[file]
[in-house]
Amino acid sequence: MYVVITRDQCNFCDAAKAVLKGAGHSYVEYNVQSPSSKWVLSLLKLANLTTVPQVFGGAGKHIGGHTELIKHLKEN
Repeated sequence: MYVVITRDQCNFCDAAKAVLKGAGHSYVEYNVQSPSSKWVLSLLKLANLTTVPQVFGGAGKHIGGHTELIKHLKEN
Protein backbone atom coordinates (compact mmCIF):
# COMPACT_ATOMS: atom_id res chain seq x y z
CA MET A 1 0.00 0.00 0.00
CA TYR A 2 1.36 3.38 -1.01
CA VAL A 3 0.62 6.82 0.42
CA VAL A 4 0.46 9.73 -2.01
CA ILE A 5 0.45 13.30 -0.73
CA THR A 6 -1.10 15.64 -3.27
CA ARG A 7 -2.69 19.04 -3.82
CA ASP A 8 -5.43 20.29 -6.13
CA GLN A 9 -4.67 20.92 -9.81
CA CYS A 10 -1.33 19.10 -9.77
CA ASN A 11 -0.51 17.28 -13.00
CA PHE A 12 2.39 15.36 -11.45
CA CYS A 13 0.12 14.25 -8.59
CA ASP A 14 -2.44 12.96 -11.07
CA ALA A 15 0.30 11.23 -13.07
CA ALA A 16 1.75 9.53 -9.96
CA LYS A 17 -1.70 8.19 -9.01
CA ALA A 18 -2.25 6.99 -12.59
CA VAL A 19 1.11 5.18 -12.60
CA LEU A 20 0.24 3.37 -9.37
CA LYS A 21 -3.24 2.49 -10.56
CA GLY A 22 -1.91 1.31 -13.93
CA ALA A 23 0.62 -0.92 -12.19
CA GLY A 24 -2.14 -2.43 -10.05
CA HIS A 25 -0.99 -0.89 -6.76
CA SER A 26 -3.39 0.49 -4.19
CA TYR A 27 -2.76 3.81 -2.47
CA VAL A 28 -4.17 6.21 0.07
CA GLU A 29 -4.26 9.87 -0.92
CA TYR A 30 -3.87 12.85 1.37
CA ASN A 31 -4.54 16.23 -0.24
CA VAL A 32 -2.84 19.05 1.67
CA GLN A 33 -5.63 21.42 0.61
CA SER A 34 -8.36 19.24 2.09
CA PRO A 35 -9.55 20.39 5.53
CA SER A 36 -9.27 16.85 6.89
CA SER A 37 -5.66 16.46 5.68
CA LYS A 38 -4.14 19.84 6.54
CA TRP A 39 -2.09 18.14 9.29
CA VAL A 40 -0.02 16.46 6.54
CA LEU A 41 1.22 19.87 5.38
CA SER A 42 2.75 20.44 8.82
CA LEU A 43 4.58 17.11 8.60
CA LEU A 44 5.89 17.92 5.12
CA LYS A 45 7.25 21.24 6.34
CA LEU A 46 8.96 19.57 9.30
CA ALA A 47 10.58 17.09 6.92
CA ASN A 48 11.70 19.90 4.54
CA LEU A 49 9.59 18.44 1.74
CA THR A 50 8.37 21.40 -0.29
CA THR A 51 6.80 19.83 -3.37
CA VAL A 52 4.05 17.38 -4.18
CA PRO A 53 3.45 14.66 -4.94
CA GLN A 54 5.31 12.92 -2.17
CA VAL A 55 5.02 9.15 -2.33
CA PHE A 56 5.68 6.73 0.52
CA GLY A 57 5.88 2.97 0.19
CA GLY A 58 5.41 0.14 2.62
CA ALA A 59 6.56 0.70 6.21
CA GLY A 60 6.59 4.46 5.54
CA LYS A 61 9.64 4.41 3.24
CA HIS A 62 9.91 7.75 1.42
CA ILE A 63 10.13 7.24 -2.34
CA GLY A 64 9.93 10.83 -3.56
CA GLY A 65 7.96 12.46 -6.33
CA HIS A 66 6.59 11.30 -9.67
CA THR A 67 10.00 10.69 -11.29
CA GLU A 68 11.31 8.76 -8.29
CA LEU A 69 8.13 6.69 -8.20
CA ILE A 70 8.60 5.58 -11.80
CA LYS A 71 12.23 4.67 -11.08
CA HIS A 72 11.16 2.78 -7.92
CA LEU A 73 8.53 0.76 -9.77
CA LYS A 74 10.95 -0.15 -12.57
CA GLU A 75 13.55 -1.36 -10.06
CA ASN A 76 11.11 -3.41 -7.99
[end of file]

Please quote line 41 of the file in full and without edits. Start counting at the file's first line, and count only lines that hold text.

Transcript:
CA SER A 36 -9.27 16.85 6.89